Character Analysis Of Beowulf

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When one visualizes the word “hero”, often images of hulking, muscled people in military uniforms, fireman carrying children from burning houses, or police officers arresting dangerous criminals come to mind. Most heroes are commonly described as handsome and strong, almost as if they look like a God; and because of that, some are even treated as if they are royalty. Young people may imagine a highly-skilled, famous athlete or a good-looking movie star. However, a true hero is more often defined by inner qualities rather than outside appearances or even grand gestures of bravery. In literary work, a hero is a character, or protagonist, included who, when put in front of danger, withstands adversity by being brave and resourceful. They often…show more content…
Beowulf often bragged about his conquests which included “five beasts, raiding a troll-nest, and in the night-sea slaughtering nine sea-brutes” (50). Throughout his life he killed many evil monsters, including Grendel, Grendel’s mother, nine sea monsters, and a dragon. Obviously, Beowulf was a brave and courageous character, but one questionable quality was inflated confidence. He was rarely challenged by others due to his victorious reputation, but when he was, Beowulf made sure the challenger felt the full weight of public correction. When Unferth approached Beowulf and announced that he lost a swimming contest to Breca, Beowulf immediately defended himself and told Unferth what actually happened. According to Beowulf he was in full armor, he was carrying a sword, and fought nine sea monsters on his journey. When he finished the long travel across the sea, he let everyone know that he cleared the sea and made it safe for travel, in an attempt to outshine Breca’s win. In the end, when Beowulf must face the dragon, he chooses to go alone rather than have his kinship assist him. His prideful nature prompts Beowulf to battle the dragon solo thereby securing the fame and glory of the win for himself. Unfortunately, this decision turned south when Beowulf was…show more content…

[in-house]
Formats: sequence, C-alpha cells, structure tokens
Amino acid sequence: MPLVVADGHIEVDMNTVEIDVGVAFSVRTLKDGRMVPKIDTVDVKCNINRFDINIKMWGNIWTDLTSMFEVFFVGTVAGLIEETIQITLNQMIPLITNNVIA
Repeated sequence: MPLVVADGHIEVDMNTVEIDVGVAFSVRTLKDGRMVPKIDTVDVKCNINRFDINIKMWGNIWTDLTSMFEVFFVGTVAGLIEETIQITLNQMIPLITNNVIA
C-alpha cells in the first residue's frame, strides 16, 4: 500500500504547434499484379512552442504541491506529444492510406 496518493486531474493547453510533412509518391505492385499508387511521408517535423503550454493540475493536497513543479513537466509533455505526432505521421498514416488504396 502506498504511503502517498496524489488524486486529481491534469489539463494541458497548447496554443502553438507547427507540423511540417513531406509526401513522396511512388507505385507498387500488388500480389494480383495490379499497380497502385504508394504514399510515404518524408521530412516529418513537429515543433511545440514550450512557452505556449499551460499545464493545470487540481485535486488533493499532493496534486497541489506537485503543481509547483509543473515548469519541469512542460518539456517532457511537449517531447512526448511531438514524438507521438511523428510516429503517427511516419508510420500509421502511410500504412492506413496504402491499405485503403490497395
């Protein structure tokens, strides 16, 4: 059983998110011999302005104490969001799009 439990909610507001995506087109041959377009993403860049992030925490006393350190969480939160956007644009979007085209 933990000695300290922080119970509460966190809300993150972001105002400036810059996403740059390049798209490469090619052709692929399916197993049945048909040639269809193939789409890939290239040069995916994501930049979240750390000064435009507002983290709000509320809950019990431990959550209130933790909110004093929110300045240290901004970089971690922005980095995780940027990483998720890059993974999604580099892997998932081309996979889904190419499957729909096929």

Due to these values which are instilled in Sir Gawain, he is one of King Arthur’s most respected and loved knight. All of these qualities are proved to be true when he takes the Green Knight’s challenge on behalf of King Arthur and Camelot. One night a “fearful form appeared, framed in the door: a mountain of a man, immeasurably high” (189. 136-137) comes to Arthur’s table and proposes a game by offering a challenge to the court in a brash and rude way. The Green Knight is referred to as a ghostly creature because of his magical qualities such as his green skin tone, and his odd ability to live without a head. The ironic part about this is that the strange man says that he comes in peace, yet he comes with a frightening green axe. The challenge that the Green Knight offers is as follows: any knight whom is brave enough to strike the green man’s neck with his monstrous axe may keep the weapon, but they must accept a strike in return in precisely one year and a day. Sir Gawain takes the challenge because he believes that he is " the weakest of Arthur’s knights, he knows, and the dull-minded, so his death would be the least loss, if truth should be told; only because Arthur is his uncle" (354 - 357). This line proves that Sir Gawain is brave but taking this challenge might have been a mistake on his behalf. Throughout this story Sir Gawain’s qualities are tested by
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